4. Are you solving a problem?
“A common mistake I see many startup founders making is they aren’t solving a real problem. You should try to solve a real problem that people have or identify a much better way for people to do things than they’ve historically done before. That is often a good place to start…That’s why the motto of Y Combinator is: ‘Make something people want.’ If you can do that, you’re probably onto something.” says Alexis Ohanian, Founder of Reddit, Hipmunk, and Breadpig.

There’s a reason why entrepreneurs are called problem solvers. Why should your target audience choose you? If you could only answer that. As a matter of fact, countless inventions and innovations worldwide have been a by-product of problem-solving. The most successful entrepreneurs carefully study the needs and behaviours of their target audience before cracking a strategy. The business blueprint must be centred around solving a problem in order to define its presence as it enters the market.

5. Are you upping your networking skills?
If not, you’d want to consider that. “Make connections and keep a record on each person you meet,” Clare Dreyer, Career Expert, shares networking insights with Forbes. She adds: “Ask for their advice and help. Keep in touch with them along the way and build your network before you need it! Quality relationships are the keys to the kingdom.”

Developing relations is that what helps start-ups stay afloat when the business goes through a rough patch. Collaborations and networking can also generate great momentum leading to growth and expansion of insights and know-how. Learning from experienced seniors can also help start-up owners smoothen their way out of economic shocks. Networking supports a start-up’s stand in the market with updated information exchange that is in tune with the latest trends.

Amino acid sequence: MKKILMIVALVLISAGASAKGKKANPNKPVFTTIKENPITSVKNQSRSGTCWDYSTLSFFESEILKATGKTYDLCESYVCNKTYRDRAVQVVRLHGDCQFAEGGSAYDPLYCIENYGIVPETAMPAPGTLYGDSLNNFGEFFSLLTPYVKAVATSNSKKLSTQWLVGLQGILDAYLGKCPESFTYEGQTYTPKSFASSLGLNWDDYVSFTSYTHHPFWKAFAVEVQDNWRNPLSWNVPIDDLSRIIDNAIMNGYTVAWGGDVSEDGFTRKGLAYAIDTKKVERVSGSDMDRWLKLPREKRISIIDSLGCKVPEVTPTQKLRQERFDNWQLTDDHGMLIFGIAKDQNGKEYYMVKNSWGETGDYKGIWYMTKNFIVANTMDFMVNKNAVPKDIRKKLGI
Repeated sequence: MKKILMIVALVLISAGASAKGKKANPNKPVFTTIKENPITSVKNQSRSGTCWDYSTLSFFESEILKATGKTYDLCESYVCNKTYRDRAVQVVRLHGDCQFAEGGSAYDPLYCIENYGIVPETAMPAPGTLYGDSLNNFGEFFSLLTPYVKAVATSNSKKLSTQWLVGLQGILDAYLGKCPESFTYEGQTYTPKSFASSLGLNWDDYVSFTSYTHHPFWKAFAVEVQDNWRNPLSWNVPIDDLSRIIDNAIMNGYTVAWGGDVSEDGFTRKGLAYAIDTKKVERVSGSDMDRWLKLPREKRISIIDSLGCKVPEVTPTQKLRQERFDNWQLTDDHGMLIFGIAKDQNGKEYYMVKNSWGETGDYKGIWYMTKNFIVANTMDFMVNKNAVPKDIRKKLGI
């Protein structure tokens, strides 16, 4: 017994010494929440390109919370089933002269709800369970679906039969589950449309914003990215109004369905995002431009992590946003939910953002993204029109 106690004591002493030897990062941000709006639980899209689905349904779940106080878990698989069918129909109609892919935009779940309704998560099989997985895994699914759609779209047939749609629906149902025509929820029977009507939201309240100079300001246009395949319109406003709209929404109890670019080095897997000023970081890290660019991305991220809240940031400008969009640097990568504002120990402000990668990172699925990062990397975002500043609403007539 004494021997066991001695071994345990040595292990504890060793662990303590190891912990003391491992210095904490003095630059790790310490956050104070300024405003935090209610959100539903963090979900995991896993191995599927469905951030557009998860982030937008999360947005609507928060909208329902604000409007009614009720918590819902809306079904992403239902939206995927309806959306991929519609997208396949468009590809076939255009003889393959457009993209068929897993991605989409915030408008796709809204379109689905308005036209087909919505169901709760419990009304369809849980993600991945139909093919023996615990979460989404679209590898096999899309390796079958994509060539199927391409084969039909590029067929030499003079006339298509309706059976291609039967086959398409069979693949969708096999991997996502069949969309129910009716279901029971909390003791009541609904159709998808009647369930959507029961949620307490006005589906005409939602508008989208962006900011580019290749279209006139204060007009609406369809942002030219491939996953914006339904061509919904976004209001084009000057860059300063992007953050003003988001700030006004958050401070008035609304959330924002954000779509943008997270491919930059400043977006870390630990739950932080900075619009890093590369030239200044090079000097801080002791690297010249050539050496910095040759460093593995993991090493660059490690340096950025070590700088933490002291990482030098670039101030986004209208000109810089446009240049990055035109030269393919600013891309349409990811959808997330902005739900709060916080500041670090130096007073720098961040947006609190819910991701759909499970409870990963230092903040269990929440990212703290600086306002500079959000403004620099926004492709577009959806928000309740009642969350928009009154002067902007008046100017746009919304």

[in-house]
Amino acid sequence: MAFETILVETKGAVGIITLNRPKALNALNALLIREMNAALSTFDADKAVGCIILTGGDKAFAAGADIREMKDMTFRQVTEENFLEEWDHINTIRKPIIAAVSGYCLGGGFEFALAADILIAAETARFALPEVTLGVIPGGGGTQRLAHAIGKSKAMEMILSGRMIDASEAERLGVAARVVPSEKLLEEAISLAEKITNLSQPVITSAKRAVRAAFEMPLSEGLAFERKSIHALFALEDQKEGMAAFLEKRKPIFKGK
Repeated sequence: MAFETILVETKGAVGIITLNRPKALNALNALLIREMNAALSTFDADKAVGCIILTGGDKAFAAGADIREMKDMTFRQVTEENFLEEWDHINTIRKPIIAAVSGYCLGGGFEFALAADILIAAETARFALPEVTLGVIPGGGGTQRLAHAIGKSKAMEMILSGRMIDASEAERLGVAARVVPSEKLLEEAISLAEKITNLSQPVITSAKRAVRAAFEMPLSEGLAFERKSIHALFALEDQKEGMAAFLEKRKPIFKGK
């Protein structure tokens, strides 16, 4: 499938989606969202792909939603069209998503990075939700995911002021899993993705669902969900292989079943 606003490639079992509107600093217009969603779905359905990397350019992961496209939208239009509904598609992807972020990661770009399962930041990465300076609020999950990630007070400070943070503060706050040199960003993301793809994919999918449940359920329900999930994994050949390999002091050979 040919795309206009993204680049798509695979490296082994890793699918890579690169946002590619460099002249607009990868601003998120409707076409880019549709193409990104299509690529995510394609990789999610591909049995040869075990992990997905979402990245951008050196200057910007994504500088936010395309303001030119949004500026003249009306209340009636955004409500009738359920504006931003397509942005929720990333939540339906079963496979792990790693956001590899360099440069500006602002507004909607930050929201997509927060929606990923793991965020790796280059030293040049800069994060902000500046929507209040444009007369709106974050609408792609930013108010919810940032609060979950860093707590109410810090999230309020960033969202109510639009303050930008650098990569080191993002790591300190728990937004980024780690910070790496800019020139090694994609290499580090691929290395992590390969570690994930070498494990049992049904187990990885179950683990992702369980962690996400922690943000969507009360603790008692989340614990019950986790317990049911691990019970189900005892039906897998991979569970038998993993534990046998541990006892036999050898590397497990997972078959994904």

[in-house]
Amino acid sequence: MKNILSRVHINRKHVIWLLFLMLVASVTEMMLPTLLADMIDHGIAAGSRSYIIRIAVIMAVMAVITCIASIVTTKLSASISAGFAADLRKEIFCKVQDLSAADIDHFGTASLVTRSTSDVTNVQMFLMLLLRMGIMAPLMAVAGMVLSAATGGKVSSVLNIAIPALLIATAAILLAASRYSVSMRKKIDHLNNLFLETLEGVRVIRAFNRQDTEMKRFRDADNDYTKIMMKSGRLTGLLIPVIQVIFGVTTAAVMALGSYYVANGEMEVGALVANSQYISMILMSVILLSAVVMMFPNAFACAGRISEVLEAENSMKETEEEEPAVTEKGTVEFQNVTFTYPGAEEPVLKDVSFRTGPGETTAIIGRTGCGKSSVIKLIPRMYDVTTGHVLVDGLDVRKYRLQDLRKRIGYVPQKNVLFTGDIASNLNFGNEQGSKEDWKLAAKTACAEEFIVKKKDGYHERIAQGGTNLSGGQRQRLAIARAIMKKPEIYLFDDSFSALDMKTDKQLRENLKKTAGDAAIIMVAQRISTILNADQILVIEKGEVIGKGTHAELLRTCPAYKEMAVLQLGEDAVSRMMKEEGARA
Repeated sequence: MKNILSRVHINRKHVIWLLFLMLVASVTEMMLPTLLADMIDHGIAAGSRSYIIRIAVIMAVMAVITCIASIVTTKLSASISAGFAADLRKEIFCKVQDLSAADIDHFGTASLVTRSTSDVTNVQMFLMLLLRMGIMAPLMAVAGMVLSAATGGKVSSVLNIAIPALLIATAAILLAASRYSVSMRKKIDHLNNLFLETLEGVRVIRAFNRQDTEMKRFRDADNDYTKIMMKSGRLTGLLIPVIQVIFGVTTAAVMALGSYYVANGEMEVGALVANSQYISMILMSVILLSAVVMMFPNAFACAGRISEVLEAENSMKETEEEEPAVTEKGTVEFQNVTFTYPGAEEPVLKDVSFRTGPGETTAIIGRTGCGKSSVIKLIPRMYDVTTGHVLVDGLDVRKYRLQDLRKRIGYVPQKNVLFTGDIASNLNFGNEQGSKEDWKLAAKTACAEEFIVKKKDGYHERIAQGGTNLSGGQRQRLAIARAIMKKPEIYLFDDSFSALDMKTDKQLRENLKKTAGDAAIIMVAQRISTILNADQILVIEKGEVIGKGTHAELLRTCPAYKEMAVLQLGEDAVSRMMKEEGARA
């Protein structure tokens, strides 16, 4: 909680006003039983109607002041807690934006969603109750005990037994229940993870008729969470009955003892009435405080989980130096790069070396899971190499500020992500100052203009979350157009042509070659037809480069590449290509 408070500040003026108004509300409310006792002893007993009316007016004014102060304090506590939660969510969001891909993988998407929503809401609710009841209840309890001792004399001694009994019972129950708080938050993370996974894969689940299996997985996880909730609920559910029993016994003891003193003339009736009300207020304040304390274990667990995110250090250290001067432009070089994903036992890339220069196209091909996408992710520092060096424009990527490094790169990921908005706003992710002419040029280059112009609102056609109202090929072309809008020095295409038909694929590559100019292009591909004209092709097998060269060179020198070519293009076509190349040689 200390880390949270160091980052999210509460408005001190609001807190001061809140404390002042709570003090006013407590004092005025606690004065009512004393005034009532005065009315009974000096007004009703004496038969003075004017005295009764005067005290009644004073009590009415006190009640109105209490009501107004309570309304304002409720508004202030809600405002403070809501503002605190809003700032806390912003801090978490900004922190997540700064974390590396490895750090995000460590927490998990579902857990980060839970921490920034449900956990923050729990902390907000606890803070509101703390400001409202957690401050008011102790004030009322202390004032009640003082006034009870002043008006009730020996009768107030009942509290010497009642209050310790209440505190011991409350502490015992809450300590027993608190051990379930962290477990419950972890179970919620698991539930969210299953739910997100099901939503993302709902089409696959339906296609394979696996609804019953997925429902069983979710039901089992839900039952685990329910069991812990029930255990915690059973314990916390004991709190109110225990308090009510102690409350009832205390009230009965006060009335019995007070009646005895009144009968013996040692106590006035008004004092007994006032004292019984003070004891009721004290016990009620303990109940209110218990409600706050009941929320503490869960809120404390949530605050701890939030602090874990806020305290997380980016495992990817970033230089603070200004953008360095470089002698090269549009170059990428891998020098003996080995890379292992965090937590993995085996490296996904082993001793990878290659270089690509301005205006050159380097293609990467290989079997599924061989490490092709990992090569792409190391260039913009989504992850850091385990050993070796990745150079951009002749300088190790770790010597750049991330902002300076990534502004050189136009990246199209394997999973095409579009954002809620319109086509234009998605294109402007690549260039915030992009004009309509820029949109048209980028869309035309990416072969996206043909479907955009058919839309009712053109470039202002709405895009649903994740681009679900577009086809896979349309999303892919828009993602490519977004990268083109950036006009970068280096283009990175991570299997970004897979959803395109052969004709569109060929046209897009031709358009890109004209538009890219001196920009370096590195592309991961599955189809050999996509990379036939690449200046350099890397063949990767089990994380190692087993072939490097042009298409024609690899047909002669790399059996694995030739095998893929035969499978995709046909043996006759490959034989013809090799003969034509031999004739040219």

6. Are you listening?
Bill Gates, Founder of Microsoft states: “Every day we’re saying, ‘How can we keep the customer happy? How can we get ahead in innovation by doing this?’… because if we don’t, somebody else will.”

There are three elements in your business: you, the product, and the customer. Even if start-up owners are of the opinion that the business model was well-designed to suit the needs of your audience, turning a deaf ear to reviews and feedback can prove to be detrimental. Many start-ups fall short of providing customer satisfaction and thus lose their audience to their competitors. Furthermore, feedback from your audience is the best means to ascertain whether your business strategy is fruitful. Paying close attention to their needs can strengthen goodwill and efficiency and in turn enhance the overall performance of your business.

Taking and incorporating advice from veterans can produce sure-fire results that can support start-up owners through the challenges that they face while trying to set their foot in the market. With time, complex business situations can emerge that cause crushing pressures and stressful market competition, causing a start up to fall by the wayside. However, a piece of advice always comes in handy, induces motivation and direction and gets you going through it all.


Manika Dhupar is a Content Specialist at WeYou Partners, and an entrepreneur.